Living near a major roadway during the prenatal period is associated with an increased risk of respiratory infection developing in children by the age of 3, according to a new study from researchers in Boston.
"The connection between in utero and early life cigarette smoke exposure and adverse infant respiratory outcomes is well-established, but the relation of prenatal ambient air pollution to risk of infant respiratory infection is less well-studied," said lead author Mary Rice, MD, a pulmonary and critical care fellow at Massachusetts General Hospital and Beth Israel Deaconess Medical Center. "Our study extends previous findings by showing that proximity to a major roadway during the prenatal period is associated with increased risk of subsequent respiratory infection in children."
The study results will be presented at the ATS 2013 International Conference in Philadelphia.
The study included 1,271 mother-child pairs enrolled during the first trimester of pregnancy between 1999 and 2002 in Project Viva in eastern Massachusetts. The distance from home addresses to the nearest Federal class 1/2A ("major") roadway was calculated using geographic information system software. Respiratory infections were defined as maternal report of any doctor-diagnosed pneumonia, bronchiolitis, croup or other respiratory infection from birth until age 3.
Statistical analyses of the relationship between exposure to a major roadway and respiratory infection were adjusted for gender, birth weight, maternal education, household income, neighborhood income and education, maternal smoking during pregnancy, postnatal household smoking, breastfeeding, daycare attendance, presence of other young children in the household and season of birth. Of the 1,271 mother-child pairs studied, 6.4% lived less than 100 meters, 6.5% lived 100 to 200 meters, 33.7% lived 200 to less than 1000 meters and 53.4% lived 1,000 meters or more from a major roadway. By the age of 3, 678 (53.3%) of the children had had at least one doctor-diagnosed respiratory infection. After adjustment for possible confounders and risk factors for respiratory infection, children whose mothers lived less than 100 meters from a major roadway during pregnancy were 1.74 times as likely as those living 100 meters or more from a major roadway to have had a respiratory infection. Those living 100 to 200 meters from a major roadway were 1.49 times as likely to have had a respiratory infection.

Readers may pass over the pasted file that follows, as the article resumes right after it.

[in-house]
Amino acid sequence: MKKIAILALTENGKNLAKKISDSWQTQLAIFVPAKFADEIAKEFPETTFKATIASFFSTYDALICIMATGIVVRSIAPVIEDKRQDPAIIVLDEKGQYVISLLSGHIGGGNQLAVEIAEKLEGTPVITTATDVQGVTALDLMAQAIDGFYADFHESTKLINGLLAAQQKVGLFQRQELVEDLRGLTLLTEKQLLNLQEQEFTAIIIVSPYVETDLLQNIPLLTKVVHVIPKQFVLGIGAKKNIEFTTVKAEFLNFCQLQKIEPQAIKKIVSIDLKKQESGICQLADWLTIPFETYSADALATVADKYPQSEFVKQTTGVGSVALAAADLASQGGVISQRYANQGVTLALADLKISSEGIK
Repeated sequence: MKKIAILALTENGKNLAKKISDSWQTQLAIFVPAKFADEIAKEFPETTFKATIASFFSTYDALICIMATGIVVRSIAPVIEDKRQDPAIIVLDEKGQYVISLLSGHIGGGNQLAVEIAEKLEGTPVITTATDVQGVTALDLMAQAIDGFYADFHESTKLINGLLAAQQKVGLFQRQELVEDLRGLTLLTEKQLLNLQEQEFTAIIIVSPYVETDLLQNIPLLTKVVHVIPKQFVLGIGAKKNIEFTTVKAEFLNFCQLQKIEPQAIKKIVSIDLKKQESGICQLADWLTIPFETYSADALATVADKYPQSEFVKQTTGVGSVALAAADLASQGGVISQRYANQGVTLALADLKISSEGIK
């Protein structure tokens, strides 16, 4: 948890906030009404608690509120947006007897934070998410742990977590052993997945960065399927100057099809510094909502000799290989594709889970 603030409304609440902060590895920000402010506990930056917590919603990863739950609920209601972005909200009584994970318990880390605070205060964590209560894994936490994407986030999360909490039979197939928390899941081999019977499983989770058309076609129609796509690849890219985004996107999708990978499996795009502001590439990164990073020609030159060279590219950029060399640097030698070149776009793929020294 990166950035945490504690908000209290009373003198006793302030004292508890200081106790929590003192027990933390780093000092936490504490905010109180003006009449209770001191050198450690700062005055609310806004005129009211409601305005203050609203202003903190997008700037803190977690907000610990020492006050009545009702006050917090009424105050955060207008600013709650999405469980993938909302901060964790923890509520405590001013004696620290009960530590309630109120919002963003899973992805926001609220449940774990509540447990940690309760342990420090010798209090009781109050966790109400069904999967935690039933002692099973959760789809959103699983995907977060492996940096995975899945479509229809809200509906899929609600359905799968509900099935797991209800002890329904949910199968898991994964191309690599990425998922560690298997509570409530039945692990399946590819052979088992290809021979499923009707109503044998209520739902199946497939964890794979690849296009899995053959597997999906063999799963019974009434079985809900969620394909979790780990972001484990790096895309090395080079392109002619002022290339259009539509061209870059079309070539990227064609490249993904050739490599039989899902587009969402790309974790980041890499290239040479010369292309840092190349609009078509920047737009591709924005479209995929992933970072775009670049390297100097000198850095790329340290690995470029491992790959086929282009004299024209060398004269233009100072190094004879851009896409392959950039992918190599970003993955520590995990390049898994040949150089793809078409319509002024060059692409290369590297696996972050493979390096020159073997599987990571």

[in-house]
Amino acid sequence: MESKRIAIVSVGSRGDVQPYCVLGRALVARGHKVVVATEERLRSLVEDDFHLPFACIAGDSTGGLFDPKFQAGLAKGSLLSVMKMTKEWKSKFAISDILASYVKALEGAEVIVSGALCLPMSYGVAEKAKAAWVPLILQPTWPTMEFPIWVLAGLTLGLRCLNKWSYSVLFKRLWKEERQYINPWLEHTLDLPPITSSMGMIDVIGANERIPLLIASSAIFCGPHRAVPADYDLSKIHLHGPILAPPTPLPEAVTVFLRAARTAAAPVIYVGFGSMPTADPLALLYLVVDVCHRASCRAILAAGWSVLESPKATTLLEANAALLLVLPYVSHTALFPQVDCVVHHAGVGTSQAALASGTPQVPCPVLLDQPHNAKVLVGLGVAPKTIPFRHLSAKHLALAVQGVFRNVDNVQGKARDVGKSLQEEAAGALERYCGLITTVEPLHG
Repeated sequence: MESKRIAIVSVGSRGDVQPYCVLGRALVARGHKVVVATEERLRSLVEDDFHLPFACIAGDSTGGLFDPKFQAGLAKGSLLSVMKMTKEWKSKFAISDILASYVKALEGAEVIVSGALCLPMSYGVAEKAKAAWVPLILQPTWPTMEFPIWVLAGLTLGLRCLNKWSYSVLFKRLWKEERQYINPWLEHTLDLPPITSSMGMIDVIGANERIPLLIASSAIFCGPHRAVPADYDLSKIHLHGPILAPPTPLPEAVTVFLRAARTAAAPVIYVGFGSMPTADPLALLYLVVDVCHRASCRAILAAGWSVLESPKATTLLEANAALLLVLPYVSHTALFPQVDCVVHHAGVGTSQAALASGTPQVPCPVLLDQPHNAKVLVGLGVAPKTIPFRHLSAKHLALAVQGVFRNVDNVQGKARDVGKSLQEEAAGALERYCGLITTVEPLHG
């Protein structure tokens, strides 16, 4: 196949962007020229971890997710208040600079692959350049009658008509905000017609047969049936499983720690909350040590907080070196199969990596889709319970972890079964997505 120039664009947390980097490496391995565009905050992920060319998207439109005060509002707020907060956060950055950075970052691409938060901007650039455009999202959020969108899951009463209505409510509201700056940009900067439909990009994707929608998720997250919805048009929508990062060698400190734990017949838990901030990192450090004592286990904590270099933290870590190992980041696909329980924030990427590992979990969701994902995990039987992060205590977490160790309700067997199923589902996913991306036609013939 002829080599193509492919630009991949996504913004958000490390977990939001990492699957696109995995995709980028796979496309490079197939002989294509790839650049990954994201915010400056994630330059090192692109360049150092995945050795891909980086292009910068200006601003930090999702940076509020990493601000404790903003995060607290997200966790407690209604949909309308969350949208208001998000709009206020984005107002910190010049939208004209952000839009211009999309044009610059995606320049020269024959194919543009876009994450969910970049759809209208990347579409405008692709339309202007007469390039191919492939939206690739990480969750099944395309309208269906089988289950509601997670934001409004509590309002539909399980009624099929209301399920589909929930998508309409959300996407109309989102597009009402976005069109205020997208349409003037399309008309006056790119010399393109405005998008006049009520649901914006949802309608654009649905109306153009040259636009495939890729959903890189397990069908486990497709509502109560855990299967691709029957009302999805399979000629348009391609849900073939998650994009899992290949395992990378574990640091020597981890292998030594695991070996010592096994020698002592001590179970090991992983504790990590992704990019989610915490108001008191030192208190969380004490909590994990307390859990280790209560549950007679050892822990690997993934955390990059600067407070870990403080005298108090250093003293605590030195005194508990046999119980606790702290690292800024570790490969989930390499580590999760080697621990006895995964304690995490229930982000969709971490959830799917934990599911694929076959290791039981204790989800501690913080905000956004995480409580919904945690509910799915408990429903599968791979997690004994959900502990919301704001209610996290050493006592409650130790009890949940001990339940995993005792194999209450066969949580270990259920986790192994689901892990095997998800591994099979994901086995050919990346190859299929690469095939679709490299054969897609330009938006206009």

"In our study, living in close proximity to a major roadway during pregnancy was associated with an increased risk of respiratory infection in children, adding to the growing body of evidence linking exposure to traffic with adverse effects on health," said Dr. Rice. "Future research will need to clarify whether the apparent harmful postnatal effects of living close to a major road during pregnancy is due to air pollution from traffic or other exposures related to roads. We plan to further explore this connection using a measure of black carbon, a component of traffic-related air pollution. Using black carbon measures, we also plan to disentangle the associations of pre- vs postnatal air pollution exposures with respiratory infection in early life."
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